2020? More like 2020% Flare-Up
2020 has been such a whirlwind of events, as everyone knows. With the pandemic, and everything going wrong because of it, people have been in pretty low spirits, myself included. For those of us with IBS, this means the time spent hunched over or in the washroom has unfortunately increased. A collective flaming pile of poop. Figuratively and literally.
Difficult emotions cause difficult poops
Back in April, I received sad, devastating news: one of my parents' best friends had passed away. It was a shocking death. So, my bowels said, "Okay time to clog up everything up!!! You want to grieve? You want to find your way out of your shock? Now you can't poop either!! So ha!!"
I spent a good 2 weeks constipated after the passing of my family friend. It sounds very weird, but I think my whole body just had a major shut down. I was feeling so nauseous and so constipated/bloated during that time that I even took a pregnancy test (or 2) just in case... oops! I didn't turn out to be pregnant but I did go so far as to call my doctor to see if it was something more serious (it wasn't).
After receiving incredibly distressing news a couple of weeks ago now, my bowels initially had a hard time adjusting to the new information my life had become flooded with. For the first few nights, my sleep would get broken up by IBS pain, waking up in the night several times. It also wouldn't help; I woke up a few mornings in a row with my bowels inflamed to the maximum.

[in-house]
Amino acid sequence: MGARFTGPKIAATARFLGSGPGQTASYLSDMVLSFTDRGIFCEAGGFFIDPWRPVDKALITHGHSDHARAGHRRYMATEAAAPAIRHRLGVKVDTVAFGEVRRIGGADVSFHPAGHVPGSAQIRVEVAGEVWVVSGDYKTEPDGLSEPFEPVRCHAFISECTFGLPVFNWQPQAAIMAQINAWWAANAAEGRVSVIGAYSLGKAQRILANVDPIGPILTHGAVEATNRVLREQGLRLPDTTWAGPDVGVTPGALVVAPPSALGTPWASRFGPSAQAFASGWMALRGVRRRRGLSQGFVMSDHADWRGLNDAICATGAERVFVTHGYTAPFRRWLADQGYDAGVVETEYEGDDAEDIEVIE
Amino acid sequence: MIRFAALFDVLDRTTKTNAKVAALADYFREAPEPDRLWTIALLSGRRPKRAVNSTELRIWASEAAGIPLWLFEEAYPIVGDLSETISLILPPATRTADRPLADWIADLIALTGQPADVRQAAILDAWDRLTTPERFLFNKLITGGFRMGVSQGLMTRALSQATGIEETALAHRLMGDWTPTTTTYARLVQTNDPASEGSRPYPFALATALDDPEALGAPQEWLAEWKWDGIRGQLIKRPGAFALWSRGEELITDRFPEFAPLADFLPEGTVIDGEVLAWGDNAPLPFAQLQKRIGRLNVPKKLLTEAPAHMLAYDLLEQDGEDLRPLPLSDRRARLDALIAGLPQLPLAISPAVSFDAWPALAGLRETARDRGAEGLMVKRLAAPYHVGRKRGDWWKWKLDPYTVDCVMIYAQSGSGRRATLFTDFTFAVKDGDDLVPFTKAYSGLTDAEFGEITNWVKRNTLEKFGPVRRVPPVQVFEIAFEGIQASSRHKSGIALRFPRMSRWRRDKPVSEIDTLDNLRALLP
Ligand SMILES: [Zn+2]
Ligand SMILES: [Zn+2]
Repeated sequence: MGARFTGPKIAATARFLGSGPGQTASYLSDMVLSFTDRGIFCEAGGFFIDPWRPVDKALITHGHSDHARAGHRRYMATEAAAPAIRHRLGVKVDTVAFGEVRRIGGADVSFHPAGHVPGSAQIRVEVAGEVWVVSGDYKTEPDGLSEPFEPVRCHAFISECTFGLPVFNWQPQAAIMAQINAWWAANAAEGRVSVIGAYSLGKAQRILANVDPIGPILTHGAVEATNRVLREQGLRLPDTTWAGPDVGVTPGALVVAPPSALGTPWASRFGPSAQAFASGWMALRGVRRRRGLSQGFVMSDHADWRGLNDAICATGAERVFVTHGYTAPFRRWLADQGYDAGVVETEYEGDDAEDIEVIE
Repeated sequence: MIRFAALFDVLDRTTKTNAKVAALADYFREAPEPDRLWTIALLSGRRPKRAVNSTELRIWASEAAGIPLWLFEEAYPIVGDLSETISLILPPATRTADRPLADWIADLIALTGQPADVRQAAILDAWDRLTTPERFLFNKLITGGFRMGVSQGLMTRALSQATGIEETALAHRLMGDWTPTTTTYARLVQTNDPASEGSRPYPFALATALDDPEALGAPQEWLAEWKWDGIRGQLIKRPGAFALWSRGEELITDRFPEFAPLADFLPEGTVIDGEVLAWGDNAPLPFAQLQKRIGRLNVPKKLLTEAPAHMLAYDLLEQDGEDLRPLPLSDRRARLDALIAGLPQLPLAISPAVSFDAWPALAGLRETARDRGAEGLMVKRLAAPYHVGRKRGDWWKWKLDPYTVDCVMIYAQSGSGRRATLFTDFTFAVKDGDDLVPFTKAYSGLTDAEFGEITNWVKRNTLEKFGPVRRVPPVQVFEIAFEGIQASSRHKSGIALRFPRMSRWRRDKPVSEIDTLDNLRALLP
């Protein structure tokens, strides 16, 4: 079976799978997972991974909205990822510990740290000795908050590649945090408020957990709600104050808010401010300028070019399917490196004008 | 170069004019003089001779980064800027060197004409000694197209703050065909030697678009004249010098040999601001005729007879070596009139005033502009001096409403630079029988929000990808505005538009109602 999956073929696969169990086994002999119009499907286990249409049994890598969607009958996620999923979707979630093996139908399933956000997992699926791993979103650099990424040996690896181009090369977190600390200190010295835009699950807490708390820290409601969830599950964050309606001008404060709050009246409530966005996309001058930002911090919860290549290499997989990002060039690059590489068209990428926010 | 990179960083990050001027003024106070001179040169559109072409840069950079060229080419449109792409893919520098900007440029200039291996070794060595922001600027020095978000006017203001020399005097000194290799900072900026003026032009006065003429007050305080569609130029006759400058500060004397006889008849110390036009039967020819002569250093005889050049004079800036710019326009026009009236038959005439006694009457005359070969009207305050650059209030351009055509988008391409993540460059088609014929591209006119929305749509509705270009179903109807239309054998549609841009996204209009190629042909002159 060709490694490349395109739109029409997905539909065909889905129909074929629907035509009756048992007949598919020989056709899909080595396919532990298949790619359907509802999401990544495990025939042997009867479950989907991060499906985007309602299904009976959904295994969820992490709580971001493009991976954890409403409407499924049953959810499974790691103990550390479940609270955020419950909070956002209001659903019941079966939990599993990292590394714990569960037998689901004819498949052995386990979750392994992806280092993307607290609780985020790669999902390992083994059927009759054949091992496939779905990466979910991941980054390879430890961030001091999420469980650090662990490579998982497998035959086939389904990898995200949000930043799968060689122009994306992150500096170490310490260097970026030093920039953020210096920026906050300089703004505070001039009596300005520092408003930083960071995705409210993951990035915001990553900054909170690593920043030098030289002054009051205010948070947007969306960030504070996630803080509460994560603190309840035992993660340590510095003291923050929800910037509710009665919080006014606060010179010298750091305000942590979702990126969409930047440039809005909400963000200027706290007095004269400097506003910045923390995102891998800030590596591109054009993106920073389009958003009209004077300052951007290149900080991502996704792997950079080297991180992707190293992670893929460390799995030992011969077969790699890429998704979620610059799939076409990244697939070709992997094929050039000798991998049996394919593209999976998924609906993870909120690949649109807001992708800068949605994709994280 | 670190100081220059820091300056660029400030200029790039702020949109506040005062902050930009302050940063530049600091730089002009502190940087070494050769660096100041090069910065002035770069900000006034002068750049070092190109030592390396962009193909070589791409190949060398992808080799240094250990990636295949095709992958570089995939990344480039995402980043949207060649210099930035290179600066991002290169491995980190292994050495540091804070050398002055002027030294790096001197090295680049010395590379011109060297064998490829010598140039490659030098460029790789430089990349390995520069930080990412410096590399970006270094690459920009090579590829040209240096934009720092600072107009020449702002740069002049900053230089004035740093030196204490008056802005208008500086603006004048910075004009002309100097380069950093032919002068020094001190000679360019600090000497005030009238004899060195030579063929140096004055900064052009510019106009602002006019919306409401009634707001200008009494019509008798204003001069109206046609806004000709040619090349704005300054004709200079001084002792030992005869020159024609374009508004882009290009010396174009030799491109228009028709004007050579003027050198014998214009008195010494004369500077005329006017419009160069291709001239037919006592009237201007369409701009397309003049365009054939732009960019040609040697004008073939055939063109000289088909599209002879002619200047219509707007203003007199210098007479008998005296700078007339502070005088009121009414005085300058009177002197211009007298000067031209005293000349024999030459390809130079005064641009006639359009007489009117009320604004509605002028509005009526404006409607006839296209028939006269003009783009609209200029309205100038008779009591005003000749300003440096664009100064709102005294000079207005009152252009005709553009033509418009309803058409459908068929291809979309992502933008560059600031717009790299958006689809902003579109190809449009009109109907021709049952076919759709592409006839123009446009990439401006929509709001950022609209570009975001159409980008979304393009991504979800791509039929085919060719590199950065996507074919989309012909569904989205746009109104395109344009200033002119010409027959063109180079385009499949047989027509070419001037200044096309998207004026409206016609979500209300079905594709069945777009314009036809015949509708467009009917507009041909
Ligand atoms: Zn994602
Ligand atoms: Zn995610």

Self-care with the flare
It's important to remember self-care. That sentiment sounds especially hard, given the struggle to feel a sense of normalcy during this irregular time.
Over the course of the pandemic, I have definitely noticed an increase in constipation that was never there before, which could very well be due to inactivity. I try my best to workout at the very least once a week, but it's hard to feel the need to leave the house unless you absolutely have to in the current climate.
As I've mentioned before, I love being able to work from home currently, so that if I do have issues, I can take all the time I need to recover. Having more time at home means having more time to balance out the day, so at least that has been helpful.
Here's to 2021
Even though there won't be a magical light that will flick on and solve all of our problems once the clock turns midnight on December 31, I am hoping that the year will prove to be better than this one. As such, I hope that will align with the occurrences of my flare-ups.
Here's to better thoughts and better bowels in the new year.
Do you live with any sleep disorders (eg. insomnia, RLS, sleep apnea) in addition to IBS?